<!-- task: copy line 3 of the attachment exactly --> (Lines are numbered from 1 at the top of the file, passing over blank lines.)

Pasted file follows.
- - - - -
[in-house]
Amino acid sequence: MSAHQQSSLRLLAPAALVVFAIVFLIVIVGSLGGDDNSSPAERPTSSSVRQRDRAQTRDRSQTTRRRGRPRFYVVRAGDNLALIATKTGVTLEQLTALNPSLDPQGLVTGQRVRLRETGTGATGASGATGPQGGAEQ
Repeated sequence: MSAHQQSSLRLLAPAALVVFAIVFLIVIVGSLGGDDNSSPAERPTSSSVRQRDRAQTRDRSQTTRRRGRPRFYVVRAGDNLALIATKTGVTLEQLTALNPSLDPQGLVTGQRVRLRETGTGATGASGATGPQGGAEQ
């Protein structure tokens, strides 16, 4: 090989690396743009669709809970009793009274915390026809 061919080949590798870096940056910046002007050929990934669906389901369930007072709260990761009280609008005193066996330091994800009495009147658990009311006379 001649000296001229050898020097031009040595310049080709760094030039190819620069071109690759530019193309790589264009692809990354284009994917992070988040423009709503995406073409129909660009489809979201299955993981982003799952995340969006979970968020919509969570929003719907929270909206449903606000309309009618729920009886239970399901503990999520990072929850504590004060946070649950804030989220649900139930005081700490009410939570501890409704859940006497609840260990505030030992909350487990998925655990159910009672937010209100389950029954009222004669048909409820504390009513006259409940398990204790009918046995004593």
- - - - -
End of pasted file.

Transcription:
Repeated sequence: MSAHQQSSLRLLAPAALVVFAIVFLIVIVGSLGGDDNSSPAERPTSSSVRQRDRAQTRDRSQTTRRRGRPRFYVVRAGDNLALIATKTGVTLEQLTALNPSLDPQGLVTGQRVRLRETGTGATGASGATGPQGGAEQ